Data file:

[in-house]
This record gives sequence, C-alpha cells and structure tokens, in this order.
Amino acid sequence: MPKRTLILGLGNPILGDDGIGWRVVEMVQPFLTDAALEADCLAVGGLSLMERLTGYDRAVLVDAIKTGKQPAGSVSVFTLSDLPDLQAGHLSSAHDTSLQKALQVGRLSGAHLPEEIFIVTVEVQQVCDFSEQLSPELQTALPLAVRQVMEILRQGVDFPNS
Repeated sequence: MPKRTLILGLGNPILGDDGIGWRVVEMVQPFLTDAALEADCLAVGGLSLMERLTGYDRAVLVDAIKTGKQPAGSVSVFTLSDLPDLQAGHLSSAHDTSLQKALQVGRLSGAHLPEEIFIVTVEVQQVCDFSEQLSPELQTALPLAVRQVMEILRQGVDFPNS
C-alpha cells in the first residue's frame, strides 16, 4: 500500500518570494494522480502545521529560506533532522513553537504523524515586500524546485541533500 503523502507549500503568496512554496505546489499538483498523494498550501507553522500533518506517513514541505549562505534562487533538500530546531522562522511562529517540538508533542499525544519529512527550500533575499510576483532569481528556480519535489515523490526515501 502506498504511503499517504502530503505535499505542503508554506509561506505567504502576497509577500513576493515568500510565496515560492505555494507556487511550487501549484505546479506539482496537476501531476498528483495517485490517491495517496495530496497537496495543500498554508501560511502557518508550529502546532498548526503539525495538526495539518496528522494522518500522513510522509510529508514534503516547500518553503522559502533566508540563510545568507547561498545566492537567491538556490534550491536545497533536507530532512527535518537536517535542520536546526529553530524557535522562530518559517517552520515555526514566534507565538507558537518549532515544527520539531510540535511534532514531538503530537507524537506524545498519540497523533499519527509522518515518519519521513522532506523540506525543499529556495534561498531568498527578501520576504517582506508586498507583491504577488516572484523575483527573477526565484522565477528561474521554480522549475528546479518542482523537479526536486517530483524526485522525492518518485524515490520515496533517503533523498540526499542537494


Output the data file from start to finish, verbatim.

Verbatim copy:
[in-house]
This record gives sequence, C-alpha cells and structure tokens, in this order.
Amino acid sequence: MPKRTLILGLGNPILGDDGIGWRVVEMVQPFLTDAALEADCLAVGGLSLMERLTGYDRAVLVDAIKTGKQPAGSVSVFTLSDLPDLQAGHLSSAHDTSLQKALQVGRLSGAHLPEEIFIVTVEVQQVCDFSEQLSPELQTALPLAVRQVMEILRQGVDFPNS
Repeated sequence: MPKRTLILGLGNPILGDDGIGWRVVEMVQPFLTDAALEADCLAVGGLSLMERLTGYDRAVLVDAIKTGKQPAGSVSVFTLSDLPDLQAGHLSSAHDTSLQKALQVGRLSGAHLPEEIFIVTVEVQQVCDFSEQLSPELQTALPLAVRQVMEILRQGVDFPNS
C-alpha cells in the first residue's frame, strides 16, 4: 500500500518570494494522480502545521529560506533532522513553537504523524515586500524546485541533500 503523502507549500503568496512554496505546489499538483498523494498550501507553522500533518506517513514541505549562505534562487533538500530546531522562522511562529517540538508533542499525544519529512527550500533575499510576483532569481528556480519535489515523490526515501 502506498504511503499517504502530503505535499505542503508554506509561506505567504502576497509577500513576493515568500510565496515560492505555494507556487511550487501549484505546479506539482496537476501531476498528483495517485490517491495517496495530496497537496495543500498554508501560511502557518508550529502546532498548526503539525495538526495539518496528522494522518500522513510522509510529508514534503516547500518553503522559502533566508540563510545568507547561498545566492537567491538556490534550491536545497533536507530532512527535518537536517535542520536546526529553530524557535522562530518559517517552520515555526514566534507565538507558537518549532515544527520539531510540535511534532514531538503530537507524537506524545498519540497523533499519527509522518515518519519521513522532506523540506525543499529556495534561498531568498527578501520576504517582506508586498507583491504577488516572484523575483527573477526565484522565477528561474521554480522549475528546479518542482523537479526536486517530483524526485522525492518518485524515490520515496533517503533523498540526499542537494